By Gary Lane
Donald Trump is now alone in the Republican race for the White House after Ohio Gov. John Kasich followed Sen. Ted Cruz’s lead and bowed out of GOP field.
“As I suspend my campaign today, I have renewed faith, deeper faith that the Lord will show me the way forward and fulfill the purpose of my life,” said Kasich.
Kasich’s way forward may be to serve as Trump’s running mate. So far, the Ohio governor has dismissed that idea, but Trump is open to it, saying, “Well, I would certainly consider him.”
Trump said he’d also consider former opponents like Sen. Marco Rubio, R-Fla. He wants someone with legislative, or political experience.
Kasich could help Trump win the key state of Ohio, but other possibilities — like Sen. Joni Ernst, or South Carolina Gov. Nikki Haley — would possibly help Trump pull some of the female vote away from expected Democratic opponent Hillary Clinton.
But Sen. Bernie Sanders, D-Vermont, says not so fast. Campaigning in Kentucky, he says he has momentum.
“And with your help, Kentucky will be the 20th state!” exclaimed Sanders.
He’s won 18 states in his race to become the Democratic presidential nominee — and he predicts West Virginia will be win number 19.
Sanders is also pledging to win the delegate-rich state of California. He’ll need to turn super delegates already committed to Clinton if he has any chance of denying her the nomination.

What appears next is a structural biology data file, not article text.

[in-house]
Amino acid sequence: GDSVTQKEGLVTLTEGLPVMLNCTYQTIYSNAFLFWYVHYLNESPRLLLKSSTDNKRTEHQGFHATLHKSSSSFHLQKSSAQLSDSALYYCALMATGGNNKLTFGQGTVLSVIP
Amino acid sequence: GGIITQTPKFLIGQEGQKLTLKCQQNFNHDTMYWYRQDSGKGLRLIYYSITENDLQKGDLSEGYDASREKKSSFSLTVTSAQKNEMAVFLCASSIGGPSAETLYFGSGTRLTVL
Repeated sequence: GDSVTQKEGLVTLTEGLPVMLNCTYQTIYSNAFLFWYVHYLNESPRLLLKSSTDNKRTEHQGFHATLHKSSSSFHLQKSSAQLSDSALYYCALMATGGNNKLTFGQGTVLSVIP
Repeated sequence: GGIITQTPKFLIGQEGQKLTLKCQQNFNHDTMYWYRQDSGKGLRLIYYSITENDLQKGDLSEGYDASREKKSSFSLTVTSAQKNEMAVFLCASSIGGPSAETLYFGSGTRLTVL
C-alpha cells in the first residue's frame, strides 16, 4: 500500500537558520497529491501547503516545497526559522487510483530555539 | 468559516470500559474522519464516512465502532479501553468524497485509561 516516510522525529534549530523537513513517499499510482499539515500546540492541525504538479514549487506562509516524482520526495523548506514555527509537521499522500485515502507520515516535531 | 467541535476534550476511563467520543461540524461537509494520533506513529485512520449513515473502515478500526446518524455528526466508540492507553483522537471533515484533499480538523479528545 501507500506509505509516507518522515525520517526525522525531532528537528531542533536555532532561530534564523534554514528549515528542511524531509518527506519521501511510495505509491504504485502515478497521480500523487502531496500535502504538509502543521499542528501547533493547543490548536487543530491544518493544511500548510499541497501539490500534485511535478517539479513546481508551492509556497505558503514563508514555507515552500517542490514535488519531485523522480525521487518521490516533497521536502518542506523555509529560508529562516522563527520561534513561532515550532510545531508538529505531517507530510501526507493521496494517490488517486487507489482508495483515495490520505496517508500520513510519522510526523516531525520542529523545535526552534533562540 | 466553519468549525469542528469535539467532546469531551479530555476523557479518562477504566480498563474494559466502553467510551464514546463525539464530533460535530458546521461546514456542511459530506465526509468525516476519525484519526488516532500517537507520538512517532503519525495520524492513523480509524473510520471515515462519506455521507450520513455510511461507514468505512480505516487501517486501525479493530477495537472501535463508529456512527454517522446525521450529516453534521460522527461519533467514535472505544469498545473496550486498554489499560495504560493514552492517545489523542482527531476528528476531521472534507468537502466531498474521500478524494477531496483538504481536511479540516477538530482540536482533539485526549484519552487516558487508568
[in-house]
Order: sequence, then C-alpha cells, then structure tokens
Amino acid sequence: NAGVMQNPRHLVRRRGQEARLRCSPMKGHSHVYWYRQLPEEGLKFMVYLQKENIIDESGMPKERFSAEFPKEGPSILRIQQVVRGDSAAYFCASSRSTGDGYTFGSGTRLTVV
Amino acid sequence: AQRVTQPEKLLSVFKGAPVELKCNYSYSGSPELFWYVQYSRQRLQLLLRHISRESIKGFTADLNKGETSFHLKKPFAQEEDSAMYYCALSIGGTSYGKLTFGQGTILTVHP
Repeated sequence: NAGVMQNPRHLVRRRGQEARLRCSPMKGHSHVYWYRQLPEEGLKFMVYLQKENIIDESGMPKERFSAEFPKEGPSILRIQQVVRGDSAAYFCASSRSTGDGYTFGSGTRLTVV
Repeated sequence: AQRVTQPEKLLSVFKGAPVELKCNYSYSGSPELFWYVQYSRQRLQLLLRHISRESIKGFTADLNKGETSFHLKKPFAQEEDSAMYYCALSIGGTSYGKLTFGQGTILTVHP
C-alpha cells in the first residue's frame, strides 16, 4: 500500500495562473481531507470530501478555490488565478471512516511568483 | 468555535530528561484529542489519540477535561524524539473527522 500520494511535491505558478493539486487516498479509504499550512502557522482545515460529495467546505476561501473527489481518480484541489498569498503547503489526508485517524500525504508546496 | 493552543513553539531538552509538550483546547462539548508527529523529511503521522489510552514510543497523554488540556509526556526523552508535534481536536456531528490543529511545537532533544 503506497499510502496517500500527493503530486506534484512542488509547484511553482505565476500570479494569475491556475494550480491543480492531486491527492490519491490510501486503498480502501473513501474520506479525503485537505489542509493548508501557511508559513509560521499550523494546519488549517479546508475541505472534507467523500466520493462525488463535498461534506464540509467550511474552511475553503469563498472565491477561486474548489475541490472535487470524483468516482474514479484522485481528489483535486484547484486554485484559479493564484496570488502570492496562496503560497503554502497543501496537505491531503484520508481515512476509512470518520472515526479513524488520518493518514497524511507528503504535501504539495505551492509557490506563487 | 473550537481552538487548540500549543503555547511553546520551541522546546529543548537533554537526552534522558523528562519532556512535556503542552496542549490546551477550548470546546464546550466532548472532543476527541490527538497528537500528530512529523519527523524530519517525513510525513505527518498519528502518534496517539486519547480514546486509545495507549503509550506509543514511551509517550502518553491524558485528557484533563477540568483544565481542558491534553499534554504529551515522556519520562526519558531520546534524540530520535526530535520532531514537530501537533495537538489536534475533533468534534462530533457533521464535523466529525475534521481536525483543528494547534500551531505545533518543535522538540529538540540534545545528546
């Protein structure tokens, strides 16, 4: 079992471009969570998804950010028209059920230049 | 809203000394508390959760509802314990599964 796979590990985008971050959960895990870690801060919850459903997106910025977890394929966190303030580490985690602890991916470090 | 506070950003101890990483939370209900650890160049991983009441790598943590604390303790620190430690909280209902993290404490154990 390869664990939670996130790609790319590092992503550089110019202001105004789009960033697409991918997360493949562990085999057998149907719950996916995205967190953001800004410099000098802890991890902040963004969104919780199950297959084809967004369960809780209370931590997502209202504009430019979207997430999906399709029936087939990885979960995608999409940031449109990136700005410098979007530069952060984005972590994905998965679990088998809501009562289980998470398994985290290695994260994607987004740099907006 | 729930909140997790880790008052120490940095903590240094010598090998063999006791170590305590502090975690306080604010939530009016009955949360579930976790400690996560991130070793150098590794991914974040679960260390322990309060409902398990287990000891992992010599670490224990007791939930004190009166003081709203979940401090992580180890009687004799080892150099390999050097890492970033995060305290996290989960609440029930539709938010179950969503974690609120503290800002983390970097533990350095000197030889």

Some polls show he’d do better than Clinton in a match up against Trump. The latest CNN survey shows the former secretary of state leading nationally against Trump 54 percent to 41 percent.
Voters view Clinton as better on health care, education and foreign policy, but Trump is viewed more trustworthy on the economy.
While Trump says he’s going to work hard in the days ahead to unify the Republican Party and raise as much as $1 billion for the fall presidential campaign, some members of the GOP establishment say Trump will not get their endorsement.
Among them? Former Presidents Bush 41 and 43. And some Republicans say they’ll vote for Clinton.
While Trump may have some difficulties uniting a bruised Republican Party in the days ahead, Clinton has her own challenges.
She must still overcome Mr. Momentum — Bernie Sanders — and the ongoing investigation of her email server, including a ruling by a federal judge Wednesday that she may have to give a deposition in the case.
Her former staffers are being questioned over the next eight weeks. But if questions remain that only Clinton can answer, she could be deposed starting around July.
The former secretary of state created a private email server to conduct government business.
At issue is whether she did that just so she could skirt the laws requiring her to make those emails public because they may have contained content damaging to Clinton.
Report via CBN News
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